Six weeks earlier, when we arrived in Glenrowan Peter, an electrical tradesman, had generously invited me to use the shed and whatever tools I may require for either looking after the house or for my own needs. When I spoke to Tony about the shed his comment was “it’s locked to keep you out of it” which I hope was just a poorly executed attempt at humor but indeed it was tightly locked up. By 11am were we mercifully on our own.

In order to get comfortable one normally has to move a few things around, a coffee table maybe, move a few books or some such thing, making a note to ensure everything is back where they came from when the owners return. It’s a matter of respect.

In this case it was more like moving house. We cleaned the windows, took down the kitchen security screen and the redundant insect screen because we couldn’t see through the window, pulled up the security blinds, pulled back the curtains and did a full make-over of the kitchen bench and cupboards to create some bench space.

That’s when Julie discovered there were no pot and pans and to our amazement, no stove. The microwave worked though. We fetched our portable camp stove from the van and were in business.

It took a couple of days working together to get the house and the kitchen especially, to a condition where we were comfortable using it and from there on I could concentrate on fixing the tow bar.


There are a couple of traditional ways to feed dogs but most involve a variation of one feed in the morning or evening and a top-up at the opposing end (of the day not the dog). Come to think of it, on a few occasions the latter thought had some appeal.

In this case, their routine was a hearty breakfast, then medication, all-day biscuits (not common dog biscuits either) and other tidbits left out during the day in case they got hungry, treats at lunch time and afternoon tea, after a walk or any other successful event including just making it to the yard for toiletry purposes and all that followed by a substantial evening meal, which was unsurprisingly difficult to coax them into. Water buckets were placed in five separate locations, perhaps because they might forget or more likely, if you looked up ‘fur-kids’ in the dictionary you might see a picture of them.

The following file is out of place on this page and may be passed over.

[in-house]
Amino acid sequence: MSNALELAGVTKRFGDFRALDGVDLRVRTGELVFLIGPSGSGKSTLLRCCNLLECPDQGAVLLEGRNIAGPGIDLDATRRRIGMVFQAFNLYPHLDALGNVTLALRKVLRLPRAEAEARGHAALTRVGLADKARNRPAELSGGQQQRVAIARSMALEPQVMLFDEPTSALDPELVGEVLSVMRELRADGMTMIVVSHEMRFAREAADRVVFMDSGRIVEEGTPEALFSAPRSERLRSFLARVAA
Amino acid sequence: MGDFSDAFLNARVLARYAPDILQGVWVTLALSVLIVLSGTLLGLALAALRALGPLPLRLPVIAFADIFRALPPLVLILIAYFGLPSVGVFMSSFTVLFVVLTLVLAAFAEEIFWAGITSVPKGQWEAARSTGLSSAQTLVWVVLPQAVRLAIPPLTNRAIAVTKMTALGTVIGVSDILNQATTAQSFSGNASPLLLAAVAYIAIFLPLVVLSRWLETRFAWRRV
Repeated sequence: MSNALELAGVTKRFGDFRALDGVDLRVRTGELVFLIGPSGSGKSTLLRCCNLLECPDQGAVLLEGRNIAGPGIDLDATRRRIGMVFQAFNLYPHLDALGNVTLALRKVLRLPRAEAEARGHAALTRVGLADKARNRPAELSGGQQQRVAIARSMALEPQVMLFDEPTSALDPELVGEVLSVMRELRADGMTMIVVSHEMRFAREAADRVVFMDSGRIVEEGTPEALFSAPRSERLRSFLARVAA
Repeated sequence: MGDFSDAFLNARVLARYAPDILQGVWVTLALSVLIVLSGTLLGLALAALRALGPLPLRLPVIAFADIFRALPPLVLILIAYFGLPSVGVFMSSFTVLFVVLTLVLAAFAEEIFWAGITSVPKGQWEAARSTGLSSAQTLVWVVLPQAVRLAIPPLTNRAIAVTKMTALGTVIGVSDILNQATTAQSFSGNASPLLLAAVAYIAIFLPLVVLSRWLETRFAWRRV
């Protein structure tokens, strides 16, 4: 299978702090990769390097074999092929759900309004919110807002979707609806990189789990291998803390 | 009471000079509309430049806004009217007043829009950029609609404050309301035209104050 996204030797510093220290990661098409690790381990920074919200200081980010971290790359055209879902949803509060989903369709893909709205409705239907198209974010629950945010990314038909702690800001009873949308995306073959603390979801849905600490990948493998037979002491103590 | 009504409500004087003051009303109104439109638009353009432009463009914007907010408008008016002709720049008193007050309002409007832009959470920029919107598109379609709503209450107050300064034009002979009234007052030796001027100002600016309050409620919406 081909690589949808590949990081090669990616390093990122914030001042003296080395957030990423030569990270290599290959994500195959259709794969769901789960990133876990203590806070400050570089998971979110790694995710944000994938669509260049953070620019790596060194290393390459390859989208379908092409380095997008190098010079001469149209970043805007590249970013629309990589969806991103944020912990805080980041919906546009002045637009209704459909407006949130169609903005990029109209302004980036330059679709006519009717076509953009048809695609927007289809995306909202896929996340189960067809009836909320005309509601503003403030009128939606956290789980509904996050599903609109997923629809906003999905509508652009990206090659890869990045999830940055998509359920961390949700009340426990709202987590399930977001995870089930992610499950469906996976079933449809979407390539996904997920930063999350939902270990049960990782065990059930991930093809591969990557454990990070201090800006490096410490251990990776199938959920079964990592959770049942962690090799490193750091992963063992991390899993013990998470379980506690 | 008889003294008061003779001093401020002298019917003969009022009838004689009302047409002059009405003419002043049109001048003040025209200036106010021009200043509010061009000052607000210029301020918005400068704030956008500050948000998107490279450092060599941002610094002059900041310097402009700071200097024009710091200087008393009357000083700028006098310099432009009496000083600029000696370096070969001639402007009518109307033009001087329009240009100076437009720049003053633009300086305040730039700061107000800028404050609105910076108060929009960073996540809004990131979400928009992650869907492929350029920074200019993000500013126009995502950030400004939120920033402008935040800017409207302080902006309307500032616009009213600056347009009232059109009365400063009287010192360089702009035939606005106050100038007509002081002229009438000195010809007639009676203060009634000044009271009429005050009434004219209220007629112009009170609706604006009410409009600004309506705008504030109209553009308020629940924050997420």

While we always try to follow instructions and keep animals on their routine, the proscribed method of delivering a half-size pill by pushing it down poor Napoleon’s throat was not on. The first morning I crushed up the miniscule half-tablet of pinkish-coloured veterinary profit between two spoons and added the resultant pinch of powder into a folded piece of ham. I’m sure I saw gratitude in the poor bugger’s eyes.

dan and the dogs

North Haven itself is a pleasant but unremarkable patch of middle class housing set between Adelaide’s Inner and Outer harbours about 20 kilometres from the city centre. It boasts the presence of the Cruising Yacht club of South Australia and has three railway stations. Not bad for a suburb the size of a half a dozen sports grounds. The reason for this proliferation is that just a little further from the main estate, the rail terminates at the Outer Harbour. Our station was only 200 metres along the street and a few kilometres away it stops again at the main Osborne shopping centre which serves a much larger area to the south.

We did very little sight-seeing around the area, a trip or two on the train into Port Adelaide and one into the city centre but this was mainly due to the degree of difficulty in re-building and refitting the tow bar. Without wishing to belabour the point, this job would have been difficult with access to a workshop and equipment but unfortunately the only cover at hand was just out of reach. An arch had been built over the driveway and the clearance was so low the van, although only 2.1 metres high, could not fit into the car port.

In short, after the removal of the tow bar I cut off the old fittings, made cardboard models of reinforced versions, had them made up by an engineering shop and later welded onto the bar. While I was waiting, I put in new reinforced floor plates, located some high tensile threaded rod and fitted the complete unit with steel bracing spacers between the floor and the chassis. Job done but our time in Adelaide was short and the bare two and a half weeks was over before we knew it but I was confident we were not going to lose the trailer. My confidence was misplaced as you will see.

With a quick reference to our ‘before’ photos, we put back the bits and bobs on the benches, put our stove in the van, refitting the by now very clean screens, dropped the security blinds into position, pulled the curtains closed and all was dark again and ready for the owner’s return. By 11am were we on the road.